NCPA - National Center for Policy Analysis

EPA Using Taxpayers' Money to Change Their Minds

February 9, 2000

The Environmental Protection Agency hands out government funds to lobbying groups all the time -- a practice critics say is anti-democratic, if not totalitarian.

Congress established the EPA with the aim of reducing air pollution from automobiles and other sources. But the agency has wandered into the business of discouraging people from using their cars by creating disincentives for auto use. In 1996, the EPA began giving large grants to anti-auto groups -- hoping to extract motorists from behind the wheel and take mass transit, which few are willing to do.

  • Peter Samuel, editor of the Toll Roads Newsletter, discovered from agency documents that it has been giving $8 million in grants to anti-highway groups.
  • Its agenda is to reduce "auto dependency and urban sprawl" by killing proposed highway improvements.
  • In the past four years, it has given well over $6 million to "transportation partners" -- a euphemism for such groups as the Surface Transportation Policy Project, the Environmental Defense Fund and the Bicycle Federation of America to support those groups' efforts to discourage driving.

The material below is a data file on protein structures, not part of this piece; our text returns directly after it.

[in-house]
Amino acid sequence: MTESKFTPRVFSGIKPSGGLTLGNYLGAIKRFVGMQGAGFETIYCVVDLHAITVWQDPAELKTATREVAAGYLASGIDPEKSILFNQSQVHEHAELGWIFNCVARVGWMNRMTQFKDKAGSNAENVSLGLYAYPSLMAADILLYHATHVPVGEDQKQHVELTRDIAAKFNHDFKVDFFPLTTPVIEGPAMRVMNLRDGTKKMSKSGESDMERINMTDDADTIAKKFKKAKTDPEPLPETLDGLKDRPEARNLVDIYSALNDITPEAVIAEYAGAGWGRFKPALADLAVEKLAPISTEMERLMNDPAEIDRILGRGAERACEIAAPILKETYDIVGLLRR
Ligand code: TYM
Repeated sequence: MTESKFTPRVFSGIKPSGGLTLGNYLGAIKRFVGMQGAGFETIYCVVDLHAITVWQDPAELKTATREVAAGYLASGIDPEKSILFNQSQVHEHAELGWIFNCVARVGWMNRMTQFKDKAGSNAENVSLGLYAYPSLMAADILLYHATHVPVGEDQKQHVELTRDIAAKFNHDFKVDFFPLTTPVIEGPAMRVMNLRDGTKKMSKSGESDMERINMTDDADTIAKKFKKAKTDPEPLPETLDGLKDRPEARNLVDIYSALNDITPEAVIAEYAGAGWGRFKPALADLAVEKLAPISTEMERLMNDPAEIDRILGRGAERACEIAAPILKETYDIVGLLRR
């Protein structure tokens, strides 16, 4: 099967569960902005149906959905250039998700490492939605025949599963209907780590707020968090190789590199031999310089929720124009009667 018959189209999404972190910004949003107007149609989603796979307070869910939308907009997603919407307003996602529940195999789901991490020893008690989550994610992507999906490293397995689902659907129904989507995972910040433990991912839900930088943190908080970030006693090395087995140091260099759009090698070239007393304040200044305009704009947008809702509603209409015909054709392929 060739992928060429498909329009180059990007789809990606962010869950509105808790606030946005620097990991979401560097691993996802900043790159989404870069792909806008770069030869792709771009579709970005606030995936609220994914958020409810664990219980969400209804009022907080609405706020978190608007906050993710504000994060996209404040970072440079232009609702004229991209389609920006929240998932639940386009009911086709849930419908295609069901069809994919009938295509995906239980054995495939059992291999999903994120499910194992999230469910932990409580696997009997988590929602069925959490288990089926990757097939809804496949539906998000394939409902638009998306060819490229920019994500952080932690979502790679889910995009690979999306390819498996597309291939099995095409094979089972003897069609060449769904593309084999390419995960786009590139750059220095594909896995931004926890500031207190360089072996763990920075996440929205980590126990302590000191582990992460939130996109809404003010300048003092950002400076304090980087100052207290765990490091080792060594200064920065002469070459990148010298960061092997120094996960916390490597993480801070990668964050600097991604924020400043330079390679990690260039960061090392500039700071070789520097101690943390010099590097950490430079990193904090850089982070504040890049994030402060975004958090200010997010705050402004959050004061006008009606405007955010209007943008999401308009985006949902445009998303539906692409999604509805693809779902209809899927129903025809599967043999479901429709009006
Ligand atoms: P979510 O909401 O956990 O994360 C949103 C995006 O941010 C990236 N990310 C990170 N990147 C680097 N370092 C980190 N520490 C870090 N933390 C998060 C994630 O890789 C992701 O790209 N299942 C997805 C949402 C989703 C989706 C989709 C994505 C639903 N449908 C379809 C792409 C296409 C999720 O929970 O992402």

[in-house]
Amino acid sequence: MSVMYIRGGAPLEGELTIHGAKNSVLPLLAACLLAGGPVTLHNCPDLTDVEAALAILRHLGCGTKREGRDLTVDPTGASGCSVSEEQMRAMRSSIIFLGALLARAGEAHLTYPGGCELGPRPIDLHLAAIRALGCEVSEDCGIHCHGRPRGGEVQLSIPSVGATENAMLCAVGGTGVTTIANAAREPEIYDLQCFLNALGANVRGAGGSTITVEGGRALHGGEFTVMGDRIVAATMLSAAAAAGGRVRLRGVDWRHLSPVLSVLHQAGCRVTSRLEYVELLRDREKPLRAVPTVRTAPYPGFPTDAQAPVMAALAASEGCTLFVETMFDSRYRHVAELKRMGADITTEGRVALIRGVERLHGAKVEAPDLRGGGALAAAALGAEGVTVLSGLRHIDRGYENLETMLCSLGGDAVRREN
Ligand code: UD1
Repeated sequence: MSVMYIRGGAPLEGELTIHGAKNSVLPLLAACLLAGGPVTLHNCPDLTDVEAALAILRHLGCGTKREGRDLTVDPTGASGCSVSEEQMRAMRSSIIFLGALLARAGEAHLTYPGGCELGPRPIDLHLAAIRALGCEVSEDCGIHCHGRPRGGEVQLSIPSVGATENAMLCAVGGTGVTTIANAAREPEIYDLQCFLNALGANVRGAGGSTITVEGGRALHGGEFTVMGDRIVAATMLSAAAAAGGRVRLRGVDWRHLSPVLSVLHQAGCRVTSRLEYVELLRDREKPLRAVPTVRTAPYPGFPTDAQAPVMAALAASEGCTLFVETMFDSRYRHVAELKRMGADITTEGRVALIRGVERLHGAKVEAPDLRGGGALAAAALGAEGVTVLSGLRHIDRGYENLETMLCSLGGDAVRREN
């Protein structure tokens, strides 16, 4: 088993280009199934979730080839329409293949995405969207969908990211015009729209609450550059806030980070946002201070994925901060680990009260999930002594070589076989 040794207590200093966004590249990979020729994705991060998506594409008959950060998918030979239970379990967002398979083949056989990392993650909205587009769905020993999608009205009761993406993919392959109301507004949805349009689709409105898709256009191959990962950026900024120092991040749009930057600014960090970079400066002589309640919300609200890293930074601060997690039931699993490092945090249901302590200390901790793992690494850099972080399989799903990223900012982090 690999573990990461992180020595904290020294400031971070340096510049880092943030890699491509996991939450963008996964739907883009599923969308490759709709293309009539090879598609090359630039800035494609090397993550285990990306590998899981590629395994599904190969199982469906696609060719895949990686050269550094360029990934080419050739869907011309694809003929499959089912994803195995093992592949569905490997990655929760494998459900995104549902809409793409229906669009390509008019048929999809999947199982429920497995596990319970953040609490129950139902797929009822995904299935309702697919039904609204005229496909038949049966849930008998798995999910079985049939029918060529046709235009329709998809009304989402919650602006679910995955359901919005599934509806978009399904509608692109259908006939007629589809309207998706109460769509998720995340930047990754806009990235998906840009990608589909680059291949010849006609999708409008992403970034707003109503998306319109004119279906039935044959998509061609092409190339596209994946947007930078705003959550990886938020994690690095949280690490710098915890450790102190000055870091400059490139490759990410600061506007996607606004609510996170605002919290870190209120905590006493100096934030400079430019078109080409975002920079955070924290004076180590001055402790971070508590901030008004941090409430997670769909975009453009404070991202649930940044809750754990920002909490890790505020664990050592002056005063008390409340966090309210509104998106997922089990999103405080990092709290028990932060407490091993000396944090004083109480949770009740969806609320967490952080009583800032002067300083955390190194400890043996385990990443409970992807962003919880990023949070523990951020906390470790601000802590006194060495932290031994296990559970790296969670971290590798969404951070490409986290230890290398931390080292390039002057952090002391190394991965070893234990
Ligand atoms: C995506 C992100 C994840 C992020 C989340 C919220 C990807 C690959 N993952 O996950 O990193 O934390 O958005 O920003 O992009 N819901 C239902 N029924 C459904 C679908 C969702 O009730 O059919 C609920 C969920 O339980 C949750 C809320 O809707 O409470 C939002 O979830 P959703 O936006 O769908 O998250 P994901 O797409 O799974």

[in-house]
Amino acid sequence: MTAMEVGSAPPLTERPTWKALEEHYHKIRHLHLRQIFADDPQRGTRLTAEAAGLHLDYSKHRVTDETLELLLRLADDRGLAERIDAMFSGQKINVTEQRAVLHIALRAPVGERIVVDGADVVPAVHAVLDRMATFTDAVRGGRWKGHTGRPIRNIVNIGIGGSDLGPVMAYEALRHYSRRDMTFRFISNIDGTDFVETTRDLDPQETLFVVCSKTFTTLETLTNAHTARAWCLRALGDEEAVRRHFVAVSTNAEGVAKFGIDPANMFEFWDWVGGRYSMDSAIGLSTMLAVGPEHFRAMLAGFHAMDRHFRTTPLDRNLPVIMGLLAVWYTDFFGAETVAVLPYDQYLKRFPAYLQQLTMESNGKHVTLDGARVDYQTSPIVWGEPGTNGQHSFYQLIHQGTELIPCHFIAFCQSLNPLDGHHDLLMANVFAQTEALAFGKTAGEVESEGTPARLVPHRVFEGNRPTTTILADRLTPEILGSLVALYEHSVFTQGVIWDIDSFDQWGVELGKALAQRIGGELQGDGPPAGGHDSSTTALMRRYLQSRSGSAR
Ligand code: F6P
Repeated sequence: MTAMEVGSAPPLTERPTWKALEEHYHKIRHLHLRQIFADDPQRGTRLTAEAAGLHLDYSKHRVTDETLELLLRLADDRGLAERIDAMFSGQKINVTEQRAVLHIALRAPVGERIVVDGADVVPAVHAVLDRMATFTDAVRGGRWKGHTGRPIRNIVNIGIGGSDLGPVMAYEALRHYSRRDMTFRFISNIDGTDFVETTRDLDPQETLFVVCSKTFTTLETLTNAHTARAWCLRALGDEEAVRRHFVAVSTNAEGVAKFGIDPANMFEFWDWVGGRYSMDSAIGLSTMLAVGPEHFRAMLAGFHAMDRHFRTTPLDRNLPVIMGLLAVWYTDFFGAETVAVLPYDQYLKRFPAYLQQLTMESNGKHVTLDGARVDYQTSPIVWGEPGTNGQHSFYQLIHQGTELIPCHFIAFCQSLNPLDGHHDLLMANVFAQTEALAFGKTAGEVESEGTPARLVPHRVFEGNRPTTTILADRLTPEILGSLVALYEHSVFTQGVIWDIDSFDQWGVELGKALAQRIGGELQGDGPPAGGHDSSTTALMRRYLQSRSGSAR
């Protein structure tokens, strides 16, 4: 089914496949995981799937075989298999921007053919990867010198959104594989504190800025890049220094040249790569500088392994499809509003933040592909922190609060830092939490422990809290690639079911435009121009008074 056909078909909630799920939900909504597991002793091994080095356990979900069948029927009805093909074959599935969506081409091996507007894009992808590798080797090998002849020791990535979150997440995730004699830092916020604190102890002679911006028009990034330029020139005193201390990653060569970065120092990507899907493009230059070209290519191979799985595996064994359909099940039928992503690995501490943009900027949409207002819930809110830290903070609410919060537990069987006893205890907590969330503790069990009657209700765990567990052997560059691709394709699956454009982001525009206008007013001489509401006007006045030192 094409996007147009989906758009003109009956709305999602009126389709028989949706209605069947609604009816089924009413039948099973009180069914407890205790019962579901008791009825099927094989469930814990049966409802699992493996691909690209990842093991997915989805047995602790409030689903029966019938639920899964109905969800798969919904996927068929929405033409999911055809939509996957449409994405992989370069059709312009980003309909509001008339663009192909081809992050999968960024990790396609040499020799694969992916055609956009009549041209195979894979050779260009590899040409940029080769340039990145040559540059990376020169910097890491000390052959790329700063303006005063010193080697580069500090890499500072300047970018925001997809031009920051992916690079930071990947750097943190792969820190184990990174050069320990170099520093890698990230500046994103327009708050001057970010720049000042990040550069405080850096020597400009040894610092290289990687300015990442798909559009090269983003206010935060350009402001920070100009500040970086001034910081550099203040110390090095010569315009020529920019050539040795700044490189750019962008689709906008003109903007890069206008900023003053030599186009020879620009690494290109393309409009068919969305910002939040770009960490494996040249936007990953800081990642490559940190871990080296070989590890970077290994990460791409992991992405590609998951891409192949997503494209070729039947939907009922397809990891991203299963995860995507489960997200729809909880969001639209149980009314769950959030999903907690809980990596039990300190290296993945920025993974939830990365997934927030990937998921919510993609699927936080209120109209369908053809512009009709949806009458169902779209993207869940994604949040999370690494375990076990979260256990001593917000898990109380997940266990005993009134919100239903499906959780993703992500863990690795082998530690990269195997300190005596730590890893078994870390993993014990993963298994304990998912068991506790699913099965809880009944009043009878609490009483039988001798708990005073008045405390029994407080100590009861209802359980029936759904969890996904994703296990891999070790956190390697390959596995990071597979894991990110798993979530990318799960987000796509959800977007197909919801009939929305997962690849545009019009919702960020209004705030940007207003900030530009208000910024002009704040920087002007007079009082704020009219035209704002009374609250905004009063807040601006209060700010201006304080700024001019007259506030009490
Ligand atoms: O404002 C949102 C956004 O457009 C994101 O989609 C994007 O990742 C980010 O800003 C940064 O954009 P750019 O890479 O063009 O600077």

• More than $2 million has gone to groups seeking to curb low-density suburban development -- so-called "sprawl" -- by promoting the latest urban planning fads.

EPA has also funded and designed anti-auto Web sites -- including one which lists highway projects that the groups funded by the agency are trying to kill.

Critics note a certain irony in all these anti-auto efforts. Increased congestion makes urban air dirtier. Cars pollute more in stop-and-go traffic than at free-flowing speeds of 45 to 55 miles per hour. So congestion reduction -- a benefit of more and improved highways, as well as reduced concentrations of populations -- can produce positive results for air quality.

Source: Randal O'Toole (Thoreau Institute), "Smart Growth at the Federal Trough," Washington Times, February 9, 2000.


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